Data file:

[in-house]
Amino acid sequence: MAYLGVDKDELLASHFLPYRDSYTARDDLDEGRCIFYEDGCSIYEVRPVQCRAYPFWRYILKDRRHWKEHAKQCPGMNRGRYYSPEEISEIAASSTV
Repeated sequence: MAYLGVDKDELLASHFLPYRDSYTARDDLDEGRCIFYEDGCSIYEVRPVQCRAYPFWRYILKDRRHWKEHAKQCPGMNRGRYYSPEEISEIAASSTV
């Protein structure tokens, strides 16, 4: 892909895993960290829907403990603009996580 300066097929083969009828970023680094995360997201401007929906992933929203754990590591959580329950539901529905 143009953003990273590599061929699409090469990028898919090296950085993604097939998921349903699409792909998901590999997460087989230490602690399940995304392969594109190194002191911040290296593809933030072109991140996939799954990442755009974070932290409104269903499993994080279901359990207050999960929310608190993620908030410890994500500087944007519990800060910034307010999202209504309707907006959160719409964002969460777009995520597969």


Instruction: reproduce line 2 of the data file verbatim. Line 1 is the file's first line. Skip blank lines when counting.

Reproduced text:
Amino acid sequence: MAYLGVDKDELLASHFLPYRDSYTARDDLDEGRCIFYEDGCSIYEVRPVQCRAYPFWRYILKDRRHWKEHAKQCPGMNRGRYYSPEEISEIAASSTV